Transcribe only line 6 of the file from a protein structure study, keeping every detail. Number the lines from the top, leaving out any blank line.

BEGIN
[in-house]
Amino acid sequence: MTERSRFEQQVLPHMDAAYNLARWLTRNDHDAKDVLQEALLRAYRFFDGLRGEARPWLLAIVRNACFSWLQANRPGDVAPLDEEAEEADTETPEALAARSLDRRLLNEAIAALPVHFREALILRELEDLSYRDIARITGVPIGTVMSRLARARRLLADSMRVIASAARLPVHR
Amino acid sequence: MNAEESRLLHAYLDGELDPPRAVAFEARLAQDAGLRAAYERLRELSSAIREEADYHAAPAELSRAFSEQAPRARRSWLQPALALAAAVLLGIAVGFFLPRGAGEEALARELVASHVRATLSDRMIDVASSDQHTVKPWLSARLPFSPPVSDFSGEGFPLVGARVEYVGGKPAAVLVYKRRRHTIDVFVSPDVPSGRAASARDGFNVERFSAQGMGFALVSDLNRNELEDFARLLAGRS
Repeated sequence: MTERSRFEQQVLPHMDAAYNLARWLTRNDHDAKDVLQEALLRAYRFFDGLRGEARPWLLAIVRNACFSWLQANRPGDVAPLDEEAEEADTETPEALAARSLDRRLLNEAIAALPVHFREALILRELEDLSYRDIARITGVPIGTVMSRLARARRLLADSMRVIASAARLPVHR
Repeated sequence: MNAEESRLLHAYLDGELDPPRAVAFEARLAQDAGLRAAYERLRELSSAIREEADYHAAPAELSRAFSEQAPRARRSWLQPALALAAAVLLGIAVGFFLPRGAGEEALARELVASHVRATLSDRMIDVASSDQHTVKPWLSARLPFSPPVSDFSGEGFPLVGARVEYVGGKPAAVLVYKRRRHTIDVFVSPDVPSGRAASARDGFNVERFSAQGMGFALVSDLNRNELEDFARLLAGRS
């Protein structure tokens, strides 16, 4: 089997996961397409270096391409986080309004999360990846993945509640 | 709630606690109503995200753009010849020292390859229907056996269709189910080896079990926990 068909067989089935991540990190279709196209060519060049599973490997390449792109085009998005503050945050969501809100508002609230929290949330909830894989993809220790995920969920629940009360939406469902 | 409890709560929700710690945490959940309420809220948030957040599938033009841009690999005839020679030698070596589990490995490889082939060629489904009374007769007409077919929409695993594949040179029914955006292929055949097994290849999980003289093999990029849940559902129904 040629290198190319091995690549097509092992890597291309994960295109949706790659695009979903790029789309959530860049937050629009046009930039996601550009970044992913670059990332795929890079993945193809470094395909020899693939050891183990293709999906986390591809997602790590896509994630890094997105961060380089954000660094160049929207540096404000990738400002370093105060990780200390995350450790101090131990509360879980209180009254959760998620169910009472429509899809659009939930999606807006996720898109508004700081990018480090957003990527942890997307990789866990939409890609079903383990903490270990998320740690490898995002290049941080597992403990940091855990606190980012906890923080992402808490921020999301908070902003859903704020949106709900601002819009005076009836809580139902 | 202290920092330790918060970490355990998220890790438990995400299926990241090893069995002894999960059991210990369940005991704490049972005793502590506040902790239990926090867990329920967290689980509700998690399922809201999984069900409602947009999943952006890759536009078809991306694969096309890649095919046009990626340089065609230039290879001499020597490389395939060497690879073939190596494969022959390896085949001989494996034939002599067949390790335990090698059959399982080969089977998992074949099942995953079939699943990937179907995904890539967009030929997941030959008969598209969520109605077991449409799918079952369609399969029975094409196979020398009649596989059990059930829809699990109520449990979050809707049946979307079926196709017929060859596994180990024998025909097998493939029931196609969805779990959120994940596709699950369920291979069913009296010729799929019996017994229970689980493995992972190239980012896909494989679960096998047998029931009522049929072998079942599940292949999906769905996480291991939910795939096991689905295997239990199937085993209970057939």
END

């Protein structure tokens, strides 16, 4: 089997996961397409270096391409986080309004999360990846993945509640 | 709630606690109503995200753009010849020292390859229907056996269709189910080896079990926990 068909067989089935991540990190279709196209060519060049599973490997390449792109085009998005503050945050969501809100508002609230929290949330909830894989993809220790995920969920629940009360939406469902 | 409890709560929700710690945490959940309420809220948030957040599938033009841009690999005839020679030698070596589990490995490889082939060629489904009374007769007409077919929409695993594949040179029914955006292929055949097994290849999980003289093999990029849940559902129904 040629290198190319091995690549097509092992890597291309994960295109949706790659695009979903790029789309959530860049937050629009046009930039996601550009970044992913670059990332795929890079993945193809470094395909020899693939050891183990293709999906986390591809997602790590896509994630890094997105961060380089954000660094160049929207540096404000990738400002370093105060990780200390995350450790101090131990509360879980209180009254959760998620169910009472429509899809659009939930999606807006996720898109508004700081990018480090957003990527942890997307990789866990939409890609079903383990903490270990998320740690490898995002290049941080597992403990940091855990606190980012906890923080992402808490921020999301908070902003859903704020949106709900601002819009005076009836809580139902 | 202290920092330790918060970490355990998220890790438990995400299926990241090893069995002894999960059991210990369940005991704490049972005793502590506040902790239990926090867990329920967290689980509700998690399922809201999984069900409602947009999943952006890759536009078809991306694969096309890649095919046009990626340089065609230039290879001499020597490389395939060497690879073939190596494969022959390896085949001989494996034939002599067949390790335990090698059959399982080969089977998992074949099942995953079939699943990937179907995904890539967009030929997941030959008969598209969520109605077991449409799918079952369609399969029975094409196979020398009649596989059990059930829809699990109520449990979050809707049946979307079926196709017929060859596994180990024998025909097998493939029931196609969805779990959120994940596709699950369920291979069913009296010729799929019996017994229970689980493995992972190239980012896909494989679960096998047998029931009522049929072998079942599940292949999906769905996480291991939910795939096991689905295997239990199937085993209970057939």